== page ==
New music is about now. You can’t live in the future, and you can’t live in the past. Now is really the only time to live. When you are doing a live show, especially for us because we are considered to be an ’80s band even though I was born in 1961. …. (People tell me) ‘you’re from the ’80s.’ No, I’m from 1961. But I think people always talk about bands like Culture Club and artists like me in pop context. Sometimes when you are being interviewed, you think, ‘Oh my God, I am here now?’ Of course, it’s important to recognize what you have done and that’s all great and exciting, but it doesn’t really help what you do now. I’m a big fan of Eckhart Tolle. He wrote that book “The Power of Now.” I’m a big fan of that book, and I’m a big fan of that kind of mentality. If you are too sort of obsessed with what you did before and what you are going to do next, you are missing all this wonderful now-ness. I’m a big advocate of living in the now and enjoying now, and that’s one thing you can do at a concert. This is me, now, tonight. Tomorrow night I may be someone entirely different.

Did Culture Club come along at exactly the right time or was the band a little ahead of its time?

Hmmmm. I don’t know really. I’m very glad that I kind of grew up in the decade that I have grown up in. I would describe myself as very much a product of the ’70s and not the ’80s. The ’70s were really what shaped me as a person. That’s when I became who I am. The ’80s were when I had my success, but I would say the ’70s really were the decade that kind of made me who I am. Glam rock. Punk rock. Electro music. Disco. You had everything in the ’70s. Prog rock. It was such an exciting, interesting decade.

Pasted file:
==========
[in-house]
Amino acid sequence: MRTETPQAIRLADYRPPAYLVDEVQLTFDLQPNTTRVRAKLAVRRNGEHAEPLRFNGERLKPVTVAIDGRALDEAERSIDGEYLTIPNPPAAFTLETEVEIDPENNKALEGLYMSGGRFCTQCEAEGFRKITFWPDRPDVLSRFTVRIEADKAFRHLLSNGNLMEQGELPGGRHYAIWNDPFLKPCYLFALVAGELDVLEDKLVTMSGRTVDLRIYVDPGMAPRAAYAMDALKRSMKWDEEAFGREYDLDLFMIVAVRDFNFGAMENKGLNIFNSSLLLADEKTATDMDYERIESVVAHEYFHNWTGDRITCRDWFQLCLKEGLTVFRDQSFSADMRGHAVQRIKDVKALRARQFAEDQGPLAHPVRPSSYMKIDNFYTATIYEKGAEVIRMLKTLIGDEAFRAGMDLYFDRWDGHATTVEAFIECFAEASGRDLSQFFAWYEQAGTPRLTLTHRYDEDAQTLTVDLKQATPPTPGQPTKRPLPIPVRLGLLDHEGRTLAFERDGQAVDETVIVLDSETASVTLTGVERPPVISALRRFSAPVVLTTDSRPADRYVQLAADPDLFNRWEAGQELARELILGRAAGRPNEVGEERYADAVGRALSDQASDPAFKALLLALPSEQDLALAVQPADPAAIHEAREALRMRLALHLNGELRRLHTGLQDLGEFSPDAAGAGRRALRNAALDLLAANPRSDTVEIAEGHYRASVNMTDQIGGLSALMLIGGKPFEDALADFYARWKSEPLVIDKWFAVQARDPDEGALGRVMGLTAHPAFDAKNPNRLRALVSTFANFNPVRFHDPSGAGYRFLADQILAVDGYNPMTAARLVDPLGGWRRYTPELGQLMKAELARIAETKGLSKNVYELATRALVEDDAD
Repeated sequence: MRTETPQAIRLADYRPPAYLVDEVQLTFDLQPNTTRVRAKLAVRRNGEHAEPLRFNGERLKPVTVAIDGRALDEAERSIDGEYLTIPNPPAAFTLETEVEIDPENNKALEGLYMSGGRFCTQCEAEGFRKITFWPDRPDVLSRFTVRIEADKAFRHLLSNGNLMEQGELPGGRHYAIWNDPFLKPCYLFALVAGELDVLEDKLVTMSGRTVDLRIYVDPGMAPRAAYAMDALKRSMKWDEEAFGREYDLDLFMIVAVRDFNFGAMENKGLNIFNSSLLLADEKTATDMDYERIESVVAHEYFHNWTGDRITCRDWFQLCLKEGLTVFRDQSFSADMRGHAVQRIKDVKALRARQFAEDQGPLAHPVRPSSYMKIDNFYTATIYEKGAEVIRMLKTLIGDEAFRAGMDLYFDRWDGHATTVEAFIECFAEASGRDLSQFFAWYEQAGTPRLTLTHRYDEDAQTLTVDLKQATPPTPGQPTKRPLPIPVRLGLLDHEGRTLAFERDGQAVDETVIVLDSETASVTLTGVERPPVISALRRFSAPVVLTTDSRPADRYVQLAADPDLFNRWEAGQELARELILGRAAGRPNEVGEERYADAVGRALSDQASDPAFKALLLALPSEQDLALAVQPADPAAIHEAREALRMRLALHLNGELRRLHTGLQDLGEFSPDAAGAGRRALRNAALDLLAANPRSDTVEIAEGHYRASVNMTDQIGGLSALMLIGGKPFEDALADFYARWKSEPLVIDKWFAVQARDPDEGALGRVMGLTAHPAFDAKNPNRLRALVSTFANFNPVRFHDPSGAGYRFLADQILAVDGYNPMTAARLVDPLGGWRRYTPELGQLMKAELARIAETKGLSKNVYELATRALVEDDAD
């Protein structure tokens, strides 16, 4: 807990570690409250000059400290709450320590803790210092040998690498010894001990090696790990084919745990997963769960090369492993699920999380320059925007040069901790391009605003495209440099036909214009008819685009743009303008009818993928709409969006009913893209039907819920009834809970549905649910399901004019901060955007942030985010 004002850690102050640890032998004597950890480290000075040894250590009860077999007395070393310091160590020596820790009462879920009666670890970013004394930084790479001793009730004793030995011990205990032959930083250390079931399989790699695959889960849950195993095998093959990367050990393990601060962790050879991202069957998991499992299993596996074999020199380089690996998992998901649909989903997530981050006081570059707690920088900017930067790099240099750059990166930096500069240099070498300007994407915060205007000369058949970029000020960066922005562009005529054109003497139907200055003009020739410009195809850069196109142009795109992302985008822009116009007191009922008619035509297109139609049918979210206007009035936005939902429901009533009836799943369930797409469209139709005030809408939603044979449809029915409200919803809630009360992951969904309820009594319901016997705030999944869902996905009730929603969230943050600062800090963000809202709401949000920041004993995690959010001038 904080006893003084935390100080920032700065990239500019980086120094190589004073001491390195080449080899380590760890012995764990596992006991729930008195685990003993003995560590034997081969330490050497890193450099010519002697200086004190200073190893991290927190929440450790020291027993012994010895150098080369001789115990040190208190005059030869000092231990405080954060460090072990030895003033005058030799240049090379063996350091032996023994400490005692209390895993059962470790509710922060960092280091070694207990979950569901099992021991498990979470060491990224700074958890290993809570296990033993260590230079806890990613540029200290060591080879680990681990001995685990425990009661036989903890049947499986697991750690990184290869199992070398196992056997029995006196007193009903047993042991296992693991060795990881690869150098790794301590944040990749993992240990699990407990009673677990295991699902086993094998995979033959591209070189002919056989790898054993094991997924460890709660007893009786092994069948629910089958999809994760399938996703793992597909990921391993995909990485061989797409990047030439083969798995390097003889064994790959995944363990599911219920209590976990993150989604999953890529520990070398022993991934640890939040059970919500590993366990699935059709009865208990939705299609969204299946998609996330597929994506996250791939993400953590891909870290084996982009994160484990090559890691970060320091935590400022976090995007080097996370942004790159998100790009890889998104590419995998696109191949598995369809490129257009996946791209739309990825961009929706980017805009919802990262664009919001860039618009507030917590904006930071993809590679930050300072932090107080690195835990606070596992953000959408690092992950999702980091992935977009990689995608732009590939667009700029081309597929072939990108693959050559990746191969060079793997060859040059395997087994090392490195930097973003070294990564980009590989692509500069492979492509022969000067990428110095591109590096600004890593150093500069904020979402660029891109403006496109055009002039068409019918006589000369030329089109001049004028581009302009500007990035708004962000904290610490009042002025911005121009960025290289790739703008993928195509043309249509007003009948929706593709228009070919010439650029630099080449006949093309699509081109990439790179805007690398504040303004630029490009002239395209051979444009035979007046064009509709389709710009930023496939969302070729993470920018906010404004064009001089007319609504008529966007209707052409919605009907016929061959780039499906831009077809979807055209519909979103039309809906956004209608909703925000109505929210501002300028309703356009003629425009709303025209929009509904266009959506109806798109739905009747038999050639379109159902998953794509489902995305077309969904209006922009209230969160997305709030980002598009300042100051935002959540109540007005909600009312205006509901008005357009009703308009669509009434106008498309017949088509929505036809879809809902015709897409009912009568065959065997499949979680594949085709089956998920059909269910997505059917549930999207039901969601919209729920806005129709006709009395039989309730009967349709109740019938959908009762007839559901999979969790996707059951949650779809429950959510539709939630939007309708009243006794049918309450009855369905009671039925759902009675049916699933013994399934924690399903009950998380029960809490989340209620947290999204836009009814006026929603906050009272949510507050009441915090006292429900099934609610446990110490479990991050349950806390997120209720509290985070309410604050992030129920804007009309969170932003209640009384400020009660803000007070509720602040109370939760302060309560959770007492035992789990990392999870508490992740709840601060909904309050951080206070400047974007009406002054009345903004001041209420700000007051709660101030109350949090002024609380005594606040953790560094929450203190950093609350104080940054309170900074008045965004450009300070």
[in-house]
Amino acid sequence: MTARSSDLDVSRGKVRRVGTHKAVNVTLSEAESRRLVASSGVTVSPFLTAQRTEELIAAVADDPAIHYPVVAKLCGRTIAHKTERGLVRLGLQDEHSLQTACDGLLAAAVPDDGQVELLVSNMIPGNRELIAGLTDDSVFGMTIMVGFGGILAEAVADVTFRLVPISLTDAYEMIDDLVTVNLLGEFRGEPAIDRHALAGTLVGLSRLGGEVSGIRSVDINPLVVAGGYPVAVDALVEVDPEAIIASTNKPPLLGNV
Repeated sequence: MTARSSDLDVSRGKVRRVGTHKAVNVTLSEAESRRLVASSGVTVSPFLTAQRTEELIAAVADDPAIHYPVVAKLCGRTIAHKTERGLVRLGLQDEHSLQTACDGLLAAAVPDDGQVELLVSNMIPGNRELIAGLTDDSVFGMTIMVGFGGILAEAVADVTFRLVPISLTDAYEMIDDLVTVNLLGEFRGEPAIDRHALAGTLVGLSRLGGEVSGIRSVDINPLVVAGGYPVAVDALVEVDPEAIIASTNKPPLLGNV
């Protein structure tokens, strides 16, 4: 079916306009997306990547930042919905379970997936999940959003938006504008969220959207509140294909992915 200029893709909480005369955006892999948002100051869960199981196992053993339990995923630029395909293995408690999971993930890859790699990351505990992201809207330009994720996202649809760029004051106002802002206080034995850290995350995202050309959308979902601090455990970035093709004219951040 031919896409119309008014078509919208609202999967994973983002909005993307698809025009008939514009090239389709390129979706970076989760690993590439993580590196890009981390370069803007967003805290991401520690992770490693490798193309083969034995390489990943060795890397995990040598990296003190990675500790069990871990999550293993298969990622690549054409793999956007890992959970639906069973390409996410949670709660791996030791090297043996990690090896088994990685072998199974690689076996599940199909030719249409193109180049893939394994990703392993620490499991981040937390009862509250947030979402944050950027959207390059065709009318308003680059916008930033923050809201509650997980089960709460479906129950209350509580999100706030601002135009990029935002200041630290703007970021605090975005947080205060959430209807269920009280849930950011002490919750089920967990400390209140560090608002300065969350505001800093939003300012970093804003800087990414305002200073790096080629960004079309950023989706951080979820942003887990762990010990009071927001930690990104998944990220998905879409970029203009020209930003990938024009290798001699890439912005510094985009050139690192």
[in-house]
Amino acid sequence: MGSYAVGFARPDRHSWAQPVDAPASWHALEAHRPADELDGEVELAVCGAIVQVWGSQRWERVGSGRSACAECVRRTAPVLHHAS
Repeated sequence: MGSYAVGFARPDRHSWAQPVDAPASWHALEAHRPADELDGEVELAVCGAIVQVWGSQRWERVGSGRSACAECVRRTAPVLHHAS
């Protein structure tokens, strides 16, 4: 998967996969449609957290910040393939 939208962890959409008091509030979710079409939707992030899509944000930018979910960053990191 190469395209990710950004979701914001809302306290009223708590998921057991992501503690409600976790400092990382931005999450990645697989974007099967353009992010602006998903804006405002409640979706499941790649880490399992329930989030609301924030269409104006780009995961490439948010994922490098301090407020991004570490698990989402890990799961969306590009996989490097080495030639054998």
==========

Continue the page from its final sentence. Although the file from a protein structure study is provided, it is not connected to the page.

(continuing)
“And in a way the ’80s was as a result of the ’70s, in the way that each decade leads into the next and has a huge cultural effect on the next decade. So I think that Culture Club probably did happen when they were supposed to happen. And we’re happening again. And that’s exciting too because we just made a new record and the record really speaks to who we are now.

“It will be interesting to see what people think of this record because, you know, people don’t really write songs anymore. Do you know what I mean? Like, what you hear on the radio is just a lot of chorus. There are a lot of people out there who are wonderful singers and wonderful dancers and fantastic performers, but I’m not sure how much of themselves they are revealing in their work. I suppose I come from a time when artists really wore kind of their hearts on their sleeves and used their music as away of expressing things about themselves.

“The last person to really do that was Amy Winehouse. That’s why she was such a phenomenon because her pain made a beautiful sound. She bled on stage. She told you everything about her in her music and those people just don’t come along anymore. You always have to think about, when you listen to old music — you listen to Sam Cooke, you listen to Bob Dylan — you have to remember the sort of social climate in which that music was made and why it was made. I suppose that’s the stuff that really turns me on. It still turns me on.